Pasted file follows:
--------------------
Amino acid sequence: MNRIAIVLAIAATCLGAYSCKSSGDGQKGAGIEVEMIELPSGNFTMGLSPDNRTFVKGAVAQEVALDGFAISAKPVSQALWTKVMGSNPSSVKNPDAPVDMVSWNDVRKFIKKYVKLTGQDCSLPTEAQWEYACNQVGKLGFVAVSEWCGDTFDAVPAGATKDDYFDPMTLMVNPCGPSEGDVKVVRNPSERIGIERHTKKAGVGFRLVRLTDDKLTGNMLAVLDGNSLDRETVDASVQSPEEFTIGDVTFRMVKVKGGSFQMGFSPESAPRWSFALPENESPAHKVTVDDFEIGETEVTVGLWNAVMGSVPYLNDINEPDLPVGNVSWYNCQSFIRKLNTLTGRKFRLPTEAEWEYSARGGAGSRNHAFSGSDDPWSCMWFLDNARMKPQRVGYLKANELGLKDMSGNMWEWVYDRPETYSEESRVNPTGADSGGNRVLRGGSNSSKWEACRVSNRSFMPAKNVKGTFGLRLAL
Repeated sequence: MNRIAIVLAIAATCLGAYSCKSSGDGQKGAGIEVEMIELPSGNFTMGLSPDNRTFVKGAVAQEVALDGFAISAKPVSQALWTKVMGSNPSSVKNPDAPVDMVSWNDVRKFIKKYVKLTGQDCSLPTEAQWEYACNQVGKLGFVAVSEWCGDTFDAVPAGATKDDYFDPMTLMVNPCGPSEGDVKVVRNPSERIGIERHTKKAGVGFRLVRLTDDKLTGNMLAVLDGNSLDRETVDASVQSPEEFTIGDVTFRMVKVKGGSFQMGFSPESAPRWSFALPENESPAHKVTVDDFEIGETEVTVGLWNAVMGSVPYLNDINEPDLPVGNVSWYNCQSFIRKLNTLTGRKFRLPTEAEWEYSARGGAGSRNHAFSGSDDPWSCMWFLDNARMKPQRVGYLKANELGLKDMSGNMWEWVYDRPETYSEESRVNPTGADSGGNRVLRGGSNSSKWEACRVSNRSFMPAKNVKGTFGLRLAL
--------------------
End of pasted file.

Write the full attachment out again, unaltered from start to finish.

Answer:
Amino acid sequence: MNRIAIVLAIAATCLGAYSCKSSGDGQKGAGIEVEMIELPSGNFTMGLSPDNRTFVKGAVAQEVALDGFAISAKPVSQALWTKVMGSNPSSVKNPDAPVDMVSWNDVRKFIKKYVKLTGQDCSLPTEAQWEYACNQVGKLGFVAVSEWCGDTFDAVPAGATKDDYFDPMTLMVNPCGPSEGDVKVVRNPSERIGIERHTKKAGVGFRLVRLTDDKLTGNMLAVLDGNSLDRETVDASVQSPEEFTIGDVTFRMVKVKGGSFQMGFSPESAPRWSFALPENESPAHKVTVDDFEIGETEVTVGLWNAVMGSVPYLNDINEPDLPVGNVSWYNCQSFIRKLNTLTGRKFRLPTEAEWEYSARGGAGSRNHAFSGSDDPWSCMWFLDNARMKPQRVGYLKANELGLKDMSGNMWEWVYDRPETYSEESRVNPTGADSGGNRVLRGGSNSSKWEACRVSNRSFMPAKNVKGTFGLRLAL
Repeated sequence: MNRIAIVLAIAATCLGAYSCKSSGDGQKGAGIEVEMIELPSGNFTMGLSPDNRTFVKGAVAQEVALDGFAISAKPVSQALWTKVMGSNPSSVKNPDAPVDMVSWNDVRKFIKKYVKLTGQDCSLPTEAQWEYACNQVGKLGFVAVSEWCGDTFDAVPAGATKDDYFDPMTLMVNPCGPSEGDVKVVRNPSERIGIERHTKKAGVGFRLVRLTDDKLTGNMLAVLDGNSLDRETVDASVQSPEEFTIGDVTFRMVKVKGGSFQMGFSPESAPRWSFALPENESPAHKVTVDDFEIGETEVTVGLWNAVMGSVPYLNDINEPDLPVGNVSWYNCQSFIRKLNTLTGRKFRLPTEAEWEYSARGGAGSRNHAFSGSDDPWSCMWFLDNARMKPQRVGYLKANELGLKDMSGNMWEWVYDRPETYSEESRVNPTGADSGGNRVLRGGSNSSKWEACRVSNRSFMPAKNVKGTFGLRLAL